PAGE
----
Twenty Age-36 Producers
Rank Player OPS+ PA Rank Player OPS+ PA
1 Rafael Palmeiro 141 714 11 George Brett 123 528
2 Mike Schmidt 153 657 12 Robin Yount 102 629
3 Dave Winfield 159 631 13 Wade Boggs 142 434
4 Chipper Jones 176 534 14 George Foster 121 504
5 Carlos Delgado 128 686 15 Brian Giles 110 552
6 Jim Thome 150 536 16 Dave Parker 92 647
7 Bobby Abreu 118 667 17 Alex Rodriguez 111 529
8 Fred McGriff 110 664 18 Vladimir Guerrero 98 590
9 Eddie Murray 115 625 19 Ken Griffey 99 472
10 David Ortiz 173 383 20 Bernie Williams 85 546
Average 140 610   Average 107 543

The reason I picked the twenty best rather than the top and bottom ten is that the bottom ten would be littered with folks such as Cliff Floyd or Dale Murphy, who only came to the plate 17 and 63 times respectively during their age-36 seasons. Using the ten best players captures those who were magnificent offensive performers with full playing time. Using the next ten players captures those who were mediocre in full playing time. This looks good to me.

This would be the time for me to explain why I haven’t mentioned WAR in this piece: J.D. Martinez has been horrible on defense!

He was best suited as a DH years ago, but being on a roster with Victor Martinez and then being traded to the National League forced him to play right field, which depressed his value. If Boston signs him, he’ll see absolutely no time in an outfield that will be covered by Jackie Bradley, Mookie Betts, and Andrew Benintendi for the foreseeable future. As a DH for the rest of his career, Martinez will be solely judged by his offensive production and ability to stay on the field.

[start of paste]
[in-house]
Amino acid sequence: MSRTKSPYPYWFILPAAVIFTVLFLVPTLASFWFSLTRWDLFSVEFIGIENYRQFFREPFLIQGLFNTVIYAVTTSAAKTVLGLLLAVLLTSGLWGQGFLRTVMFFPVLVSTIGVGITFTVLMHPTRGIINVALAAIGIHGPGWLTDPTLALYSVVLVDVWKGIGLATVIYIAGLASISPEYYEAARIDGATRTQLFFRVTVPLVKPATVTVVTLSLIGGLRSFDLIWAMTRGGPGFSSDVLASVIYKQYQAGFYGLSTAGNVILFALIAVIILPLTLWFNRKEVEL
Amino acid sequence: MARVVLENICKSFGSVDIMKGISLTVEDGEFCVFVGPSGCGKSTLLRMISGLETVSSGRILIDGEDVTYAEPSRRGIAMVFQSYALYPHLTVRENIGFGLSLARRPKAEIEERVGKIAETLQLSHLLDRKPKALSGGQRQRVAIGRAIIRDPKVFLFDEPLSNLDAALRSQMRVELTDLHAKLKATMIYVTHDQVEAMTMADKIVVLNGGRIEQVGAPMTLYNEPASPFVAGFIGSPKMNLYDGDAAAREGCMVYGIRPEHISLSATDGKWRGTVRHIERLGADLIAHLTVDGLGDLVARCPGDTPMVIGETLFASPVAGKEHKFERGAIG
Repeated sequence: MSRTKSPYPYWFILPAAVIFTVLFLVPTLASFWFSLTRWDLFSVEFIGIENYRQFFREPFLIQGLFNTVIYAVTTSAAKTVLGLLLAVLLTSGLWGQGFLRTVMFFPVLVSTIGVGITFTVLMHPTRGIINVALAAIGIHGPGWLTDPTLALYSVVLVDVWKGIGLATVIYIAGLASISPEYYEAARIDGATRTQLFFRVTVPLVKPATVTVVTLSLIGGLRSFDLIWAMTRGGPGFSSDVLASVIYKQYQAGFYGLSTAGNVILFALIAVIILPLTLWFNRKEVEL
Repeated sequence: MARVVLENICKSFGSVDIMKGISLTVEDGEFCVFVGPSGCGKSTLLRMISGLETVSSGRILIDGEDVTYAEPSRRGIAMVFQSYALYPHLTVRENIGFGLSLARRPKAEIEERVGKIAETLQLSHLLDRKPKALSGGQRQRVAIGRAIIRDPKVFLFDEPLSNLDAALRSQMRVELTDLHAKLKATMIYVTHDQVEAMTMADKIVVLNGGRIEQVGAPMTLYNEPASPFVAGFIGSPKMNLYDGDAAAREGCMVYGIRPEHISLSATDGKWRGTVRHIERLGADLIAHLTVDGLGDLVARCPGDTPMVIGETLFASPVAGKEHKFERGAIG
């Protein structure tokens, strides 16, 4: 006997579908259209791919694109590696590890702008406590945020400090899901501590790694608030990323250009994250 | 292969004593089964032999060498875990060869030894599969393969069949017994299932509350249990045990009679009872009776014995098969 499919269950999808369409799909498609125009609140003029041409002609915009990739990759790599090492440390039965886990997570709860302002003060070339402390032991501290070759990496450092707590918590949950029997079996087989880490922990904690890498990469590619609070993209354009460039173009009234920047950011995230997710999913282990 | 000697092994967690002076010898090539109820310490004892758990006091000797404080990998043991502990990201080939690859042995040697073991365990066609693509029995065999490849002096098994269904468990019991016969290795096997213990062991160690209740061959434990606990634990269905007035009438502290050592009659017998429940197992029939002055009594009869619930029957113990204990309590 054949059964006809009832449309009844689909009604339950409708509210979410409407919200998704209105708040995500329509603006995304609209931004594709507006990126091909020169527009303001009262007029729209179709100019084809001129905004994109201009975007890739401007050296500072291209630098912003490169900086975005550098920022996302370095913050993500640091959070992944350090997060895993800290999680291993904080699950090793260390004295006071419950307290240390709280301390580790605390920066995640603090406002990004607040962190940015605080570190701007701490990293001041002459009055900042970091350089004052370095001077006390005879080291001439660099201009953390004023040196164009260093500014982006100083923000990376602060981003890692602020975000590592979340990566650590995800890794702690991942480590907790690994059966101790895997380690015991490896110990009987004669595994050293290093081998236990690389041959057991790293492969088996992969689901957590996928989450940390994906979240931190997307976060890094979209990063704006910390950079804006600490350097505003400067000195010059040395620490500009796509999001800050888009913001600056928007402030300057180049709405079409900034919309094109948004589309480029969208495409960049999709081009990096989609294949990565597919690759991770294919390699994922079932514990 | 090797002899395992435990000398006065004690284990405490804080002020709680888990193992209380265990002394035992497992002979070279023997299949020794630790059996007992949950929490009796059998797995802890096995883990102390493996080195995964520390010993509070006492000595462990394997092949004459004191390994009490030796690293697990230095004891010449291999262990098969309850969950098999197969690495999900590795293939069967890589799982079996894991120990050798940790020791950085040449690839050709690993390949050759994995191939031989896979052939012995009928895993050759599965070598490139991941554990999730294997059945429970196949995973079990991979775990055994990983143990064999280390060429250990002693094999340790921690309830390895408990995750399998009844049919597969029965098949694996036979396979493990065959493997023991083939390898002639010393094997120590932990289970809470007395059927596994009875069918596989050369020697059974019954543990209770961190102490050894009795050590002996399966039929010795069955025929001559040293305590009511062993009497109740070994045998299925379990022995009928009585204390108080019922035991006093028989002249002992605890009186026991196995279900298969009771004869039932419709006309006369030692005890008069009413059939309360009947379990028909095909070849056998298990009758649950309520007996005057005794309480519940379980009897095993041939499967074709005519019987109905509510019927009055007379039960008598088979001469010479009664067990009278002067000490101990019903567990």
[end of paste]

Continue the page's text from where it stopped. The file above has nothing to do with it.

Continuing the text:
Again, our question is whether Martinez receiving a seventh year is justified. More specifically, this boils down to “In seven years, will Martinez be in the left column or the right column?” Both sides of the list contain incredible players, but there’s a way to make a reasonable projection. Here’s the same list, but instead of rank, you’ll see the positions these players spent significant time. Those who had significant time at 1B/DH are highlighted in gold.

Twenty Age-36 Producers (By Age)
Position Player OPS+ PA Position Player OPS+ PA
1B/DH Rafael Palmeiro 141 714 1B George Brett 123 528
3B/1B Mike Schmidt 153 657 CF Robin Yount 102 629
RF Dave Winfield 159 631 3B Wade Boggs 142 434
3B Chipper Jones 176 534 LF George Foster 121 504
1B Carlos Delgado 128 686 RF Brian Giles 110 552
DH Jim Thome 150 536 RF Dave Parker 92 647
RF/LF/DH Bobby Abreu 118 667 3B/DH Alex Rodriguez 111 529
1B Fred McGriff 110 664 DH Vladimir Guerrero 98 590
1B Eddie Murray 115 625 CF Ken Griffey 99 472
DH David Ortiz 173 383 CF/DH Bernie Williams 85 546
Average 140 610   Average 107 543